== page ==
Re: [SI] Steeples - What hasn't made the cut

Discussion in 'Digital Photography' started by Tony Cooper, Feb 1, 2013.

  1. Tony Cooper

    Tony Cooper Guest

    On Fri, 01 Feb 2013 13:22:07 +1300, Eric Stevens
    <> wrote:

    >I've already explained that there are few worthwhile steeples within
    >gunshot of where I live and that I am in any case presently restricted
    >in my movements. Instead I've gone to recent archives to extract
    >photographs of steeples and the like.
    >All the photographs were taken under tourist conditions: no control of
    >the site, the distance, the nature or direction of the light, or the
    >weather in general. A good photograph is one without a stray head in
    >One of my problems is I tend to value content as much the technical
    >aspects. A technically lousy photograph of an interesting steeple
    >still ranks highly in my general opinion. I know that not everyone
    >holds that view (sigh). Anyway, I had to make a decision and the best
    >way seemed to be put up the ones which didn't make the cut, thereby
    >committing myself by implication to those that did make the cut.
    >Here are two from Copenhagen:
    > is the
    >extraordinary spire of "Vor Frelsers Kirke" in Copenhagen. There is a
    >stairway to the top of the spire but it runs up the outside! I met
    >someone who has climbed it and he said once you get up a bit it feels
    >much safer if you go up backwards on the seat of your trousers.

    I walk past a picture of that church every day. In 1974 I took the
    family to Denmark to visit my brother, who moved there in 1969. My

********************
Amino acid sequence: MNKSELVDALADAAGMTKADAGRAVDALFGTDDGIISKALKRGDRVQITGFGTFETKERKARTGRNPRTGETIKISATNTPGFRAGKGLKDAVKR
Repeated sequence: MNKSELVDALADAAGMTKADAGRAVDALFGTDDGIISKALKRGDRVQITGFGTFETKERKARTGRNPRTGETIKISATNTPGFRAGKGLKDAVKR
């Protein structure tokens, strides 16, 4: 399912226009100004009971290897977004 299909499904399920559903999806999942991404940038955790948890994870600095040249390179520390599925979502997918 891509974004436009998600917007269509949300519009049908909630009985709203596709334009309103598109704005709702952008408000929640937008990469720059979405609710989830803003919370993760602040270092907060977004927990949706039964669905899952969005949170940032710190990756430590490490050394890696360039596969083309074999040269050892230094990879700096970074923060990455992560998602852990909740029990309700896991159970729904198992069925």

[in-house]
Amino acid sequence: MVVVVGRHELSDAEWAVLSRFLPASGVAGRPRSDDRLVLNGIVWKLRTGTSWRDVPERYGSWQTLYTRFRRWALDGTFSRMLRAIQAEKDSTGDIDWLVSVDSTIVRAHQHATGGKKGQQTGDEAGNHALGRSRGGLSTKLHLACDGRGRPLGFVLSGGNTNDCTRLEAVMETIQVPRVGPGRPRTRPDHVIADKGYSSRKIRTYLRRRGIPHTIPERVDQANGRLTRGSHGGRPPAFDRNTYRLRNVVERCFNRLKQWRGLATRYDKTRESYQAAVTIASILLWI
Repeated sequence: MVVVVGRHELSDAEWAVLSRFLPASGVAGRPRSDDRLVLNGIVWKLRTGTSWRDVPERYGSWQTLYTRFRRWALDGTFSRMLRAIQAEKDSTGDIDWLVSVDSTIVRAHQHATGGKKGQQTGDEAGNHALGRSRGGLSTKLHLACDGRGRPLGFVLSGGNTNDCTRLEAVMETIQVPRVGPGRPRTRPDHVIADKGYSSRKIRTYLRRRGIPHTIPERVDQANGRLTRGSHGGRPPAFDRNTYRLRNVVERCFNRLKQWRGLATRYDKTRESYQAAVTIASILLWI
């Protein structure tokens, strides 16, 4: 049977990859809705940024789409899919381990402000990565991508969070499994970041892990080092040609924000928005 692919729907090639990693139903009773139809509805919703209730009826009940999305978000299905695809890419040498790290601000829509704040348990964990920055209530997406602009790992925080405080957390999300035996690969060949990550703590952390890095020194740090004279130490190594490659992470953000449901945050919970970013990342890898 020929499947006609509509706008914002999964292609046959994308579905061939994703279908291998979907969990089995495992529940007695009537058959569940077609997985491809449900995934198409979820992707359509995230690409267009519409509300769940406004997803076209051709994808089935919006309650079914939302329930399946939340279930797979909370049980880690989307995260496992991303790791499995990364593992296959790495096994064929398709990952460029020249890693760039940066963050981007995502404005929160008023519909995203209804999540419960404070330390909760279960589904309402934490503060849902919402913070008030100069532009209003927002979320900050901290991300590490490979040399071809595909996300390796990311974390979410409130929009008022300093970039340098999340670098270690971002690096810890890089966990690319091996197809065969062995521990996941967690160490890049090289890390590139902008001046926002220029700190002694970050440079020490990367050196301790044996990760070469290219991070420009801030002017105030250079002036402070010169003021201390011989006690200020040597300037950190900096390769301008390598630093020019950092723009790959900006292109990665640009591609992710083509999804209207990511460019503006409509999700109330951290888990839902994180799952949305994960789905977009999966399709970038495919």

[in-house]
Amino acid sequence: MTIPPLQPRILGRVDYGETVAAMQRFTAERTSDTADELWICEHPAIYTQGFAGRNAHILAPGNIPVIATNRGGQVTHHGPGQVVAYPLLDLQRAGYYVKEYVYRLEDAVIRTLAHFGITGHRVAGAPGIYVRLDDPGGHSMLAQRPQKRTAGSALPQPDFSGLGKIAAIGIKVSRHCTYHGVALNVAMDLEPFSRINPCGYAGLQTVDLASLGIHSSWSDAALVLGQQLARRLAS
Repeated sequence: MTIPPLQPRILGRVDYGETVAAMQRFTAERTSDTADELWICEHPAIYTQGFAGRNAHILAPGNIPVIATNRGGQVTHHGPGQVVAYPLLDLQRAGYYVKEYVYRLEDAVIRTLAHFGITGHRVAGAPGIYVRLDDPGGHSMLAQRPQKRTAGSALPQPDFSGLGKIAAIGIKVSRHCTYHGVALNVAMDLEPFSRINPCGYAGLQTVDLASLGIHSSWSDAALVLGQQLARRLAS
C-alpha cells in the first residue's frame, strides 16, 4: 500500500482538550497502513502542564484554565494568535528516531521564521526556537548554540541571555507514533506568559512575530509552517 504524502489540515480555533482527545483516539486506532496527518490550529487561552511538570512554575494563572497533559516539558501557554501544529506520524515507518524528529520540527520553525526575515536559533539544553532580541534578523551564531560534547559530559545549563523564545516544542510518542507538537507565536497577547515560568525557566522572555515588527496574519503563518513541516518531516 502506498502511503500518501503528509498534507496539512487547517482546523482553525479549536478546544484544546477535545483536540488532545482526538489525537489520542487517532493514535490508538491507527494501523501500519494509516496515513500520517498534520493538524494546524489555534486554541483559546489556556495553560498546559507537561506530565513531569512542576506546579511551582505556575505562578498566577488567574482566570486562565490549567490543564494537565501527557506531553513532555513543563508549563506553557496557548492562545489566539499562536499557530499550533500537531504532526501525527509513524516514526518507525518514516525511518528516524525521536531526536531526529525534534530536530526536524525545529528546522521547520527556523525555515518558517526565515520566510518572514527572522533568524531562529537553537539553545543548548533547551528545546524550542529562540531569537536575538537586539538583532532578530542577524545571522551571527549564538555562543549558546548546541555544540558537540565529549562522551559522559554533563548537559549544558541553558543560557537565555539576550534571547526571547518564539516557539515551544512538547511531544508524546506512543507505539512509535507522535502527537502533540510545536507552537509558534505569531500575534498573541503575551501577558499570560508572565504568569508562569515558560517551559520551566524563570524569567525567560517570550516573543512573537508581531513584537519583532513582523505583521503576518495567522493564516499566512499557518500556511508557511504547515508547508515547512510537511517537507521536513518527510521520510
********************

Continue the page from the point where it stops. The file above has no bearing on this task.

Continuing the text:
brother and I climbed those stairs but our wives declined. It's quite
    an experience since the wind makes you feel you'll be blown off at any

    Several years later I was in an antique shop in Florida and saw this
    signed hand-colored etching of the church from a different side than
    yours. The owner of the shop saw me looking at it and said "That's a
    church in Brussels". I told her she was wrong, and that the church
    was in Copenhagen. The right-hand spiral staircase marks it. I bought
    the sketch, but couldn't convince her she was wrong.

    Most European towers with helical stairs turn to the left so the
    defender, retreating up the stairs, could brace his right foot on the
    widest part of the pie shaped treads, left hand bracing against the
    center shaft wall and had the room to swing his sword with his strong

    The Wiki article on the church is wrong when it says "The steps wind
    to the right as they should if the tower is to be defended with the
    right hand while the left hand rests on the railing." That restricts
    the sword arm.

    Tony Cooper - Orlando, Florida
    Tony Cooper, Feb 1, 2013
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